Charles McCarry RIP: Once a Spy, Then a Novelist, He Wrote About What Happens When Spies Have to Deal With Journalists

A younger Charles McCarry.

Charles McCarry, a CIA spy who went on to write wonderful spy novels, died last week at the age of 88—the Washington Post and New York Times both ran good obits. In the 1980s he was an editor at the National Geographic in Washington and wrote occasionally for the Washingtonian. We admired his novels—many had great Washington scenes. Here are two posts that have McCarry describing what sometimes happens when spies meet journalists.

An Old Spy Sees the News Media in Washington Behaving Much Like the Secret Police

Before Charles McCarry became a novelist, he worked as a newspaper reporter in Ohio and then was recruited into the CIA. He worked under cover, mostly in Geneva and Rome—his cover was writing features for the Saturday Evening Post and other magazines.

After he left the CIA, he was the number-two editor at the National Geographic in Washington and then became a full-time novelist. Norman Mailer said that McCarry and John le Carre “are probably the two best writers of spy novels.”

In McCarry’s 11th novel, Second Sight, an old CIA spy, David Patchen, is walking in DC’s Georgetown when he is accosted by Patrick Graham, described as “a famous television journalist, one of the new breed who were part leading man and part Grand Inquisitor.” Patchen’s reaction to being ambushed by Graham:

In late twentieth-century Washington, David Patchen said blandly to Patrick Graham, a certain politicized segment of the news media exercised many of the functions belonging to the secret police in totalitarian countries. They maintained hidden network of informers, carried out clandestine investigations, conducted interrogations on the basis of accusations made by anonymous witnesses and agent provocateurs, and staged dramatic show trials in which the guilt of the accused was assumed and no effective defense was allowed. They had far greater powers of investigation than the government.

The authority of the state to persecute the individual was defined and limited by the Constitution, whereas the media were restrained by nothing more than the rules of theater. Because their targets were usually thought by the best people to deserve the punishment they might otherwise have eluded, the media had no need to worry about the quality of its evidence; journalists were not concerned with the truth in any case, only with “accuracy.” That consisted of verifying the existence of their sources and confirming that they had actually spoken the words quoted, or something close to those words; nothing beyond that was required.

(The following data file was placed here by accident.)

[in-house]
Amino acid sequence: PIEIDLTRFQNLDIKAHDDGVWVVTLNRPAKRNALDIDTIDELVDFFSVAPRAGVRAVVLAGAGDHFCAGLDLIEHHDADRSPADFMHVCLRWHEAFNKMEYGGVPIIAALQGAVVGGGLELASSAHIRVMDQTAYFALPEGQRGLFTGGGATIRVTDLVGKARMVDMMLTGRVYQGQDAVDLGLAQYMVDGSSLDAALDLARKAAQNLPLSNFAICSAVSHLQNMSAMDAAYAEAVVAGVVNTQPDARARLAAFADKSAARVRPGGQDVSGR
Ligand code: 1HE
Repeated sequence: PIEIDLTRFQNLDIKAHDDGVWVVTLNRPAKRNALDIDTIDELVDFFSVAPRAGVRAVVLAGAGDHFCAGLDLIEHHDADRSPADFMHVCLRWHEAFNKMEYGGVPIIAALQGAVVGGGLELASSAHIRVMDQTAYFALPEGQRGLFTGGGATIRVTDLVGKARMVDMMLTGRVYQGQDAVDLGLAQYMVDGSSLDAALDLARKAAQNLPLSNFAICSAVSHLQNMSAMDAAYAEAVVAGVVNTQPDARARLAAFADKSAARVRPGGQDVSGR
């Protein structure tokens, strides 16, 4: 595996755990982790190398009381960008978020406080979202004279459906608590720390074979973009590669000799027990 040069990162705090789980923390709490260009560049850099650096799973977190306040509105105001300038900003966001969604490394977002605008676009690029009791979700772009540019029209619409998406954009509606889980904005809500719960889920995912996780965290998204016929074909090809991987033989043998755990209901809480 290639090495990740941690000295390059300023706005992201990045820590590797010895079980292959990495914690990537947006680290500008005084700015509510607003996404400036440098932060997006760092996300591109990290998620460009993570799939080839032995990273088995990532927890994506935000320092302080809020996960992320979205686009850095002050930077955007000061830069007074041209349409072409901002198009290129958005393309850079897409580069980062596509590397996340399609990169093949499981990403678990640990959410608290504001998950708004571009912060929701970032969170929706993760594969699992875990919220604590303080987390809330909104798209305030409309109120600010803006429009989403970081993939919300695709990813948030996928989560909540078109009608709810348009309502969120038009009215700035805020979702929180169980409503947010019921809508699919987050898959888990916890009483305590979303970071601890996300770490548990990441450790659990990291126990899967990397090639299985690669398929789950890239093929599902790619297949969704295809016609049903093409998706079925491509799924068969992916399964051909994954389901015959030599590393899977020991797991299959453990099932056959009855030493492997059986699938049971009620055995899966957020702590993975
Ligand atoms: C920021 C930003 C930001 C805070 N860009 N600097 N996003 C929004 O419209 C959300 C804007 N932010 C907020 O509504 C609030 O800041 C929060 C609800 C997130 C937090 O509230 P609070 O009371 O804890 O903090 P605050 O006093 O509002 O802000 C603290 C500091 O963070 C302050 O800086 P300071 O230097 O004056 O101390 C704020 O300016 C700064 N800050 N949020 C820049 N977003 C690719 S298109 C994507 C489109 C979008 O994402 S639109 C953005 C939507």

If one person denounced another, even if anonymously, that was reason enough to publish the charge. There was no requirement to question the evidence or the accuser’s motives, or even to identify the accuser; in fact the accuser usually spoke on the understanding that his anonymity would be preserved under all circumstances. Verdicts of “innocent” based on the rules of evidence were almost unknown. The sentence was degradation, shame, exile, and, usually, a lifetime of impoverishment resulting from the attempt to pay lawyers’ fees incurred in the vain hope of self-defense. Conviction in the media was sometimes followed by conviction in the courts, but the punishment handed down by judges, a prison sentence or fine or condemnation to a stated number of good works among the underclass, was regarded as the lesser penalty.

Hearing these outrageous statements, Patrick Graham stared dumfounded at Patchen—or rather into the pitch darkness through which they were walking. He could not actually see Patchen, only his silhouette and the dull reflection of the neon corona of the city in his eyeglasses. After trying all day to to get Patchen on the telephone, he had accosted him as he and his Doberman began their regular nighttime walk along the  tow path of the C&O Canal. Graham had hoped to conclude their business on the spot in a manner of minutes, but Patchen had plunged off into the shadows.

What If You Journalists Are Just Assets in Someone Else’s Covert Operation?